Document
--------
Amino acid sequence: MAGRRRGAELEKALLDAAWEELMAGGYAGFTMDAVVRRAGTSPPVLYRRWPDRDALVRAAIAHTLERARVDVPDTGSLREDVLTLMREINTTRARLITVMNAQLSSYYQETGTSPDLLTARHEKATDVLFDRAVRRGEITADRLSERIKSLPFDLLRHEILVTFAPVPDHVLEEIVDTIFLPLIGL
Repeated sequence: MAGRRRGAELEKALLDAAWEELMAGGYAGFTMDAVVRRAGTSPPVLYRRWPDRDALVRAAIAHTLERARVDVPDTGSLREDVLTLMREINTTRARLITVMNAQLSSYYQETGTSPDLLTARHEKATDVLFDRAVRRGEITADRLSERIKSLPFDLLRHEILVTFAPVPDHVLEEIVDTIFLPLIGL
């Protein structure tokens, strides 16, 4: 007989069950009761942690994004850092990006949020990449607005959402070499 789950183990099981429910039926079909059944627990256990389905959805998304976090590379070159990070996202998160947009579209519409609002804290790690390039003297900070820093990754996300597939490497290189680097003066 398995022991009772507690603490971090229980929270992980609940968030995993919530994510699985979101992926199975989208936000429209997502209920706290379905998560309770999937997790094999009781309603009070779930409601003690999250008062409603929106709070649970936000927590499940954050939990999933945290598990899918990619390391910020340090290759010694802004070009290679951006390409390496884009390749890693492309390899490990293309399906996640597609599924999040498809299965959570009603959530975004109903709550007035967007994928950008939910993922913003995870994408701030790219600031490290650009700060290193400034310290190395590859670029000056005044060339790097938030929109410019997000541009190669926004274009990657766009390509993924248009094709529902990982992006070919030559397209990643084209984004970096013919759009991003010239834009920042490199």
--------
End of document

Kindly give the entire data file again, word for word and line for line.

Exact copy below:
Amino acid sequence: MAGRRRGAELEKALLDAAWEELMAGGYAGFTMDAVVRRAGTSPPVLYRRWPDRDALVRAAIAHTLERARVDVPDTGSLREDVLTLMREINTTRARLITVMNAQLSSYYQETGTSPDLLTARHEKATDVLFDRAVRRGEITADRLSERIKSLPFDLLRHEILVTFAPVPDHVLEEIVDTIFLPLIGL
Repeated sequence: MAGRRRGAELEKALLDAAWEELMAGGYAGFTMDAVVRRAGTSPPVLYRRWPDRDALVRAAIAHTLERARVDVPDTGSLREDVLTLMREINTTRARLITVMNAQLSSYYQETGTSPDLLTARHEKATDVLFDRAVRRGEITADRLSERIKSLPFDLLRHEILVTFAPVPDHVLEEIVDTIFLPLIGL
């Protein structure tokens, strides 16, 4: 007989069950009761942690994004850092990006949020990449607005959402070499 789950183990099981429910039926079909059944627990256990389905959805998304976090590379070159990070996202998160947009579209519409609002804290790690390039003297900070820093990754996300597939490497290189680097003066 398995022991009772507690603490971090229980929270992980609940968030995993919530994510699985979101992926199975989208936000429209997502209920706290379905998560309770999937997790094999009781309603009070779930409601003690999250008062409603929106709070649970936000927590499940954050939990999933945290598990899918990619390391910020340090290759010694802004070009290679951006390409390496884009390749890693492309390899490990293309399906996640597609599924999040498809299965959570009603959530975004109903709550007035967007994928950008939910993922913003995870994408701030790219600031490290650009700060290193400034310290190395590859670029000056005044060339790097938030929109410019997000541009190669926004274009990657766009390509993924248009094709529902990982992006070919030559397209990643084209984004970096013919759009991003010239834009920042490199």